Five cases requesting a combined $74,693 in cash and a Suzuki motorcycle are pending through May 31, compared to the four cases filed each year from 2008 through 2011.
The civil cases are filed under a United States code that allows law enforcement to seize money or property “intended” to be furnished or used to violate the Controlled Substance Act. Unlike criminal forfeiture, which is punitive in nature and requested post-conviction, a civil forfeiture does not require an indictment or criminal charge before assets can be seized.
Such a case was filed May 15 and stems from a McDuffie County traffic stop Oct. 19 on Interstate 20. According to the complaint, two sheriff’s deputies smelled marijuana coming from the car, and the driver, William Ewell Jr., said he’d been arrested for misdemeanor marijuana possession “back in the day.” A search of the car found a duffel bag that contained “a strong odor of raw marijuana” and a book bag with marijuana flakes, but no drugs.
Deputies seized $15,252 in bundles of cash from the car that night, which Ewell said was a payment to his Florence, S.C., business, Grind Brothas. The next night, the same rental car was stopped and again the odor of burnt marijuana was coming from the car, according to the complaint. A passenger, Brittney Williams, was arrested on a charge of misdemeanor possession of marijuana. Deputies seized $3,297 in cash that night, for a combined claim of $18,549.
Shortly after the traffic stop, the Drug Enforcement Administration “adopted” the money and eventually filed a claim through the U.S. Attorney’s Office in Savannah.
Messages left for Ewell through his Grind Brothas business were not returned, nor did McDuffie County Sheriff Logan Marshall respond to requests for comment.
Assistant U.S. Attorney Jim Durham gave several explanations for the increased number of civil forfeitures this year. Durham said an assistant U.S. attorney is now dedicated to asset forfeiture and that there have been fewer settlements before a case is filed.
He added that state and local law enforcement are turning more frequently to the U.S. Attorney’s Office for assistance because they have fewer resources to handle forfeitures.
Durham defended civil forfeitures as a method for collecting contraband if a defendant cannot be prosecuted because he or she is out of the country or deceased. It’s also a tool to seize assets if an arrest occurs before a big investigation is concluded, Durham said.
But civil rights advocacy groups protest that civil forfeitures are in direct contradiction to the U.S. Constitution. The Fifth Amendment says that no one is to be “deprived of life, liberty, or property, without due process of law.”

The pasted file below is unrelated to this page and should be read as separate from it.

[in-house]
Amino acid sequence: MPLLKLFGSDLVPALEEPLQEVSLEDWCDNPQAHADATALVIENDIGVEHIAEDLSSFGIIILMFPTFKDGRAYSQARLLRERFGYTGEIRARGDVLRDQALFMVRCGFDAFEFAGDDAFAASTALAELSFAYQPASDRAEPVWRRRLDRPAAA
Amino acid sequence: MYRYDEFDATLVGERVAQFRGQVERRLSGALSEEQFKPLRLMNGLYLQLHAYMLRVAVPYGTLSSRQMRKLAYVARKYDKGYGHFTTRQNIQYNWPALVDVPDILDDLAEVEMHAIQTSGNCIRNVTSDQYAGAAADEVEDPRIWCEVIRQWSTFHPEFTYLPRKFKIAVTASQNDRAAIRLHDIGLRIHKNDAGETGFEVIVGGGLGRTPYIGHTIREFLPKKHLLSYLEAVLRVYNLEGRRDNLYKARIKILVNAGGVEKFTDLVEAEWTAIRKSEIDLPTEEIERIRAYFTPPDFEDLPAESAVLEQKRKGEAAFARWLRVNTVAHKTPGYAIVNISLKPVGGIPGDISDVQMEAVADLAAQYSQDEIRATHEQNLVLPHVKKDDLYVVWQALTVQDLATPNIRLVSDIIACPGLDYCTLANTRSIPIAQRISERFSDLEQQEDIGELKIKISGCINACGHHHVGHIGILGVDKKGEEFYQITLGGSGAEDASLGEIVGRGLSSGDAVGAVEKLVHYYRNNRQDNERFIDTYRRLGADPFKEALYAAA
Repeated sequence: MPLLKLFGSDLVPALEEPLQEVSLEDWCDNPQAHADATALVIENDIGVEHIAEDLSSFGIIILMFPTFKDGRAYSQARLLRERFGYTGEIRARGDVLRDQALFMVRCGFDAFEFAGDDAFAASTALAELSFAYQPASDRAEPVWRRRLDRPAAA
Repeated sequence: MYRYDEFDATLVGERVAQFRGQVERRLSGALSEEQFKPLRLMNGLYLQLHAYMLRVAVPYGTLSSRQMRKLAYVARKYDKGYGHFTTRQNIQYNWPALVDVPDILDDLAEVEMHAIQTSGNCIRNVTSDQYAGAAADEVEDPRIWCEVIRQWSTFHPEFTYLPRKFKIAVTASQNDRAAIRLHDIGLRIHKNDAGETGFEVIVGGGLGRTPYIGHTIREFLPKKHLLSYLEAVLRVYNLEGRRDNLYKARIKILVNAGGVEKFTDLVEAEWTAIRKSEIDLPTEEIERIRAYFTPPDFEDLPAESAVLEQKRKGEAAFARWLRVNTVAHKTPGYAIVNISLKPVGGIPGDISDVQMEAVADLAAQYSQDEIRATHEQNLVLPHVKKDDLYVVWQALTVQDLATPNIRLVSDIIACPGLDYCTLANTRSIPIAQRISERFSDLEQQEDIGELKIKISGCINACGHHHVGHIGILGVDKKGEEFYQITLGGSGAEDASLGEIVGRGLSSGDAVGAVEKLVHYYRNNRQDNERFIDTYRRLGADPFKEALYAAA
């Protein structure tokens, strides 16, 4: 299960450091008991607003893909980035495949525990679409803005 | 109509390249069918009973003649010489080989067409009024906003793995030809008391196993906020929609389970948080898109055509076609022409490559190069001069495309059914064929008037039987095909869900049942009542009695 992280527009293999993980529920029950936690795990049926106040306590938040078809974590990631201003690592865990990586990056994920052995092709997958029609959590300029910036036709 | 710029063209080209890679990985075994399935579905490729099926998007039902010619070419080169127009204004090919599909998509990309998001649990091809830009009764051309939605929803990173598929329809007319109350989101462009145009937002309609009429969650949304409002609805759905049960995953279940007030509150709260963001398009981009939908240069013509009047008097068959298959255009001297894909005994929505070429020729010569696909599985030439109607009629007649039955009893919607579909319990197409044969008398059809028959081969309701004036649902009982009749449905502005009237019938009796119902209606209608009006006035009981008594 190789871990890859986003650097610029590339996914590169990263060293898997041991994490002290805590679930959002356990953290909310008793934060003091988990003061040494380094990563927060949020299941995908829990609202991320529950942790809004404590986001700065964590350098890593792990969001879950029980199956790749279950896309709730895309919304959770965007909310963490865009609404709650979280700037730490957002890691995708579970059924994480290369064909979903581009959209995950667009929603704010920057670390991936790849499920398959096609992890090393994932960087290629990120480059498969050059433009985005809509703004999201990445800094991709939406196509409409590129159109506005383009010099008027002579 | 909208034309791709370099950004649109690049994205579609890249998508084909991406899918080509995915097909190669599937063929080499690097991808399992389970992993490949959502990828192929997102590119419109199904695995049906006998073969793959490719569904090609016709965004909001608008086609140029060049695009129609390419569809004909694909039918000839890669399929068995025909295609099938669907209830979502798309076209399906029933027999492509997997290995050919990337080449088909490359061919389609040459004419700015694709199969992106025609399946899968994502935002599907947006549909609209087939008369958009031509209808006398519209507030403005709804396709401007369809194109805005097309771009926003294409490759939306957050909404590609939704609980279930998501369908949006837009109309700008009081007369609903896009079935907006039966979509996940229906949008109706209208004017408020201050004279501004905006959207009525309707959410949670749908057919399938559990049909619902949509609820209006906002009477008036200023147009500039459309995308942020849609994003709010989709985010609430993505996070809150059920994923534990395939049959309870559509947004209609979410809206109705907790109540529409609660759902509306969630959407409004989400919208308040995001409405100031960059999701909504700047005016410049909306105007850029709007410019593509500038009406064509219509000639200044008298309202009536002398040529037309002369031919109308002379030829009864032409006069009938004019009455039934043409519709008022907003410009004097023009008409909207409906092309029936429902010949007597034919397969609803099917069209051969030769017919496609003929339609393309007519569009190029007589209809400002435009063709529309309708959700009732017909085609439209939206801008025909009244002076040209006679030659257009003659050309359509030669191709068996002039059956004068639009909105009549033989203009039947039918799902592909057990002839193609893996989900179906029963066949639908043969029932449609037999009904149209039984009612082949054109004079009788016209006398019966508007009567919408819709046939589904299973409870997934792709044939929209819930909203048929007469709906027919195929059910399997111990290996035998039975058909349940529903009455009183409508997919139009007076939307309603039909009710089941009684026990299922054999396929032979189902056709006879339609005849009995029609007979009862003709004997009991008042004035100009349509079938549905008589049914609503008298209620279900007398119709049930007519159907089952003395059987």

“You’re literally guilty until proven innocent,” said David West, a Marietta, Ga., forfeiture attorney.
Under civil forfeiture law, the claimant must prove that the money had a legitimate purpose. Sometimes it’s a drug dealer who is willing to count the cash loss as a business expense. Other times it’s someone involved in a major transaction, such as the purchase of a vehicle.
The reasons defendants give for carrying large sums of cash vary. An Aug. 18 traffic stop in Washington, Ga., yielded $10,073 in cash from a car driven by Gregore A. Gordon. Gordon, who was out on bond at the time on charges of possession of marijuana with intent to distribute, said the cash came from the sale of pit bull puppies and his music business. No drugs were found in his possession that day.
On Oct. 14, Richmond County deputies seized $31,000 from a car stopped on I-20. The driver, Antonio Cuin, said the cash consisted of “gambling proceeds” and his life savings over the past four years. Deputies said they found traces of marijuana, but not enough to collect or test, along with a text message in Cuin’s phone that contained references to marijuana. He was not arrested.
Some forfeitures include drug charges, as was the case with a Richmond County traffic stop on July 7, 2010, on Mike Padgett Highway. Marcus Scurry was arrested on an outstanding warrant and a charge of possession of marijuana after deputies said they found 2.5 grams of marijuana on the passenger side floor board. Scurry said he had $17,520 in cash because banks are a waste of time, according to court papers.
Lee McGrath, legislative counsel for the Institute for Justice, said making claims in civil court lowers the burden of proof from “beyond a reasonable doubt” to “the preponderance of the evidence.”
“Every American knows in his heart that someone is innocent until proven guilty,” McGrath said. “Forfeiture law flips that on its head.”